Of course, to link these two domains of life and work together is a stretch in some regards; clearly, no weapons or direct physical harm to people are at stake in language professionals’ work with technology. Yet, with a little searching and reflecting, it’s not too hard to find examples of the non-neutrality of supposedly neutral and very accessible tools used for the teaching and learning of languages. Here, to be clear, I’m not thinking about what we might perceive as technology’s ‘failure’ to deliver on promises of perfection: the fact that the quality of online voice recordings sometimes makes differences in pronunciation hard to discern, for instance.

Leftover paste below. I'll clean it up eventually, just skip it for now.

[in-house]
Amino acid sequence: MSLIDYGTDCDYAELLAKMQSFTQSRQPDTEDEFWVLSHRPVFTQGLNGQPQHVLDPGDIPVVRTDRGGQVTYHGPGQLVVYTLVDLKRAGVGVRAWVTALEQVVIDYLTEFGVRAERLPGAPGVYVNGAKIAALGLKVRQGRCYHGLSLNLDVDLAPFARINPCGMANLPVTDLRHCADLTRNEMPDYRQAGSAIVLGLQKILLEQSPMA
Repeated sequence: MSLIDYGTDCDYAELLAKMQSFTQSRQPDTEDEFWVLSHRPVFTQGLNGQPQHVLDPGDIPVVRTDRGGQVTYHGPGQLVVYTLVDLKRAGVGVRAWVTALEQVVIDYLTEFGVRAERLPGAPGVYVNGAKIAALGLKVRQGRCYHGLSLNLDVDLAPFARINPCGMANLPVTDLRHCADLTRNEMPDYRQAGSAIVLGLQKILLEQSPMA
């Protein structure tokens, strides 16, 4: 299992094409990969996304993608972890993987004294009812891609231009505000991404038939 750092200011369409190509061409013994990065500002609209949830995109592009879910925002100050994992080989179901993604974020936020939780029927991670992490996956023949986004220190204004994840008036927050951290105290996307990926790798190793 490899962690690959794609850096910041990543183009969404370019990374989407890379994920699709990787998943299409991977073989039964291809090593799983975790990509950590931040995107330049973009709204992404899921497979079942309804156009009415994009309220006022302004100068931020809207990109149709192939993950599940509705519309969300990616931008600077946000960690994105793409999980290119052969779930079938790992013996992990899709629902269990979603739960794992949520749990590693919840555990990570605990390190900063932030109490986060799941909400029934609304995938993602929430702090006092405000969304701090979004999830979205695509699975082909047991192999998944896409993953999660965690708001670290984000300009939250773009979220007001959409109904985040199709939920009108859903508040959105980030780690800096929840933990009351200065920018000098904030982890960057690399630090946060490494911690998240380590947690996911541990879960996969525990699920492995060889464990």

More to the point are examples like the affective and discursive influences of audioconferencing vs. videoconferencing in synchronous learning settings (or of asynchronous text vs. audio messaging in facilitating social presence among learners), or of the mediating effects of another communication/learning technology that’s hot in the news these days: real-time translation assistants. Skype, for instance, already widely used for conversation practice and project work, now offers Spanish <=> English voice translation, with many more language combinations promised to come. Its performance, however, is said to be less like an open window to understanding, and more like a somewhat clumsy third party to the conversation, one who is insensitive to context and gender, region, age, and other variation in language use. A translation ‘assistant’ like this does not just facilitate a conversation that would have happened anyway; it changes the course and the nature of the conversation from the start, demanding attention and producing effects that, however subtle, may be humorous, harmful, or (hopefully, from a language teaching and learning perspective) thought-provoking.